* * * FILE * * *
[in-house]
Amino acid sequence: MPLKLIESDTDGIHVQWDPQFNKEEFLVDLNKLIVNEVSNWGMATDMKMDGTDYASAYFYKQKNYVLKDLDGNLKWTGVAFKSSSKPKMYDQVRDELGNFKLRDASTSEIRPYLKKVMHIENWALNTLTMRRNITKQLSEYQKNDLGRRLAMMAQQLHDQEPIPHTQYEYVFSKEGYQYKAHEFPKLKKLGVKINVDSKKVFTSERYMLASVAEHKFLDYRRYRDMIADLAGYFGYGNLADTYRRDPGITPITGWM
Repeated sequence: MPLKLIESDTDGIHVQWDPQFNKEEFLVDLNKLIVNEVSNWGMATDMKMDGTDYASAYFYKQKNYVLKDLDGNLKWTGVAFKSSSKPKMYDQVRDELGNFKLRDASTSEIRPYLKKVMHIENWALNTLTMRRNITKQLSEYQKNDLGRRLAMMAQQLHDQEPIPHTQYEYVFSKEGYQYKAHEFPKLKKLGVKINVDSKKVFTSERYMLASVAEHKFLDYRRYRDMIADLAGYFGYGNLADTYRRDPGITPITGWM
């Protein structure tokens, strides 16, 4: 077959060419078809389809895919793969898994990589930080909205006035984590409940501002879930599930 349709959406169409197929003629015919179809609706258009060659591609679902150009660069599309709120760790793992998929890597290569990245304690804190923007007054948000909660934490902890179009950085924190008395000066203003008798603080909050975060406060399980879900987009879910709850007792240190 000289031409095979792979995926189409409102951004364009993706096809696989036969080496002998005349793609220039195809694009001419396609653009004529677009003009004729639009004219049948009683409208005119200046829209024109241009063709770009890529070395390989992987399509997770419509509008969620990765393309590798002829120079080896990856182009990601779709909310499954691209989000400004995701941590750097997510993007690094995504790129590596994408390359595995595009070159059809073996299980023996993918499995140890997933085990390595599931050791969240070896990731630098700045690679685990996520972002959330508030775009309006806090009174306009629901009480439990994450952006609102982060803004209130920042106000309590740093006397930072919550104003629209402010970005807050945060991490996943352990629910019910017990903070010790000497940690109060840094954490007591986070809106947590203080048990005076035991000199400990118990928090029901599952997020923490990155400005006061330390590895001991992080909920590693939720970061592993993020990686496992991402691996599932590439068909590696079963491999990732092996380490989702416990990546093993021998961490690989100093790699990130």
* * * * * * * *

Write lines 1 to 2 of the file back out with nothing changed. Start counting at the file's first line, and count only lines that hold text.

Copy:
[in-house]
Amino acid sequence: MPLKLIESDTDGIHVQWDPQFNKEEFLVDLNKLIVNEVSNWGMATDMKMDGTDYASAYFYKQKNYVLKDLDGNLKWTGVAFKSSSKPKMYDQVRDELGNFKLRDASTSEIRPYLKKVMHIENWALNTLTMRRNITKQLSEYQKNDLGRRLAMMAQQLHDQEPIPHTQYEYVFSKEGYQYKAHEFPKLKKLGVKINVDSKKVFTSERYMLASVAEHKFLDYRRYRDMIADLAGYFGYGNLADTYRRDPGITPITGWM